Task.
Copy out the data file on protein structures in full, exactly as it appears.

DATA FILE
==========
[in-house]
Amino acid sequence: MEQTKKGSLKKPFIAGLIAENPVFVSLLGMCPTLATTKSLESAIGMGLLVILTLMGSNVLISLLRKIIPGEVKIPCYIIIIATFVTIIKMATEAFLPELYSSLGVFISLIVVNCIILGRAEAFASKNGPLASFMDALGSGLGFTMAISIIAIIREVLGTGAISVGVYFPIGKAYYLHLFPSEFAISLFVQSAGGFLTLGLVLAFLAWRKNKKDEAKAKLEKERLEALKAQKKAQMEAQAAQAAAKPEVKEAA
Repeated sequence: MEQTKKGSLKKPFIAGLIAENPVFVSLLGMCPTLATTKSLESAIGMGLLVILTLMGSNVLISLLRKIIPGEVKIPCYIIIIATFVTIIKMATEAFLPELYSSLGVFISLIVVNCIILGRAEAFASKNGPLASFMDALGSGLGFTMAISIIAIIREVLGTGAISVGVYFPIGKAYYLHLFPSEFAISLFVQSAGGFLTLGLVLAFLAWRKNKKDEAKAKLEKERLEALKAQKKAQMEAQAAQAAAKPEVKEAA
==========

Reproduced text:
[in-house]
Amino acid sequence: MEQTKKGSLKKPFIAGLIAENPVFVSLLGMCPTLATTKSLESAIGMGLLVILTLMGSNVLISLLRKIIPGEVKIPCYIIIIATFVTIIKMATEAFLPELYSSLGVFISLIVVNCIILGRAEAFASKNGPLASFMDALGSGLGFTMAISIIAIIREVLGTGAISVGVYFPIGKAYYLHLFPSEFAISLFVQSAGGFLTLGLVLAFLAWRKNKKDEAKAKLEKERLEALKAQKKAQMEAQAAQAAAKPEVKEAA
Repeated sequence: MEQTKKGSLKKPFIAGLIAENPVFVSLLGMCPTLATTKSLESAIGMGLLVILTLMGSNVLISLLRKIIPGEVKIPCYIIIIATFVTIIKMATEAFLPELYSSLGVFISLIVVNCIILGRAEAFASKNGPLASFMDALGSGLGFTMAISIIAIIREVLGTGAISVGVYFPIGKAYYLHLFPSEFAISLFVQSAGGFLTLGLVLAFLAWRKNKKDEAKAKLEKERLEALKAQKKAQMEAQAAQAAAKPEVKEAA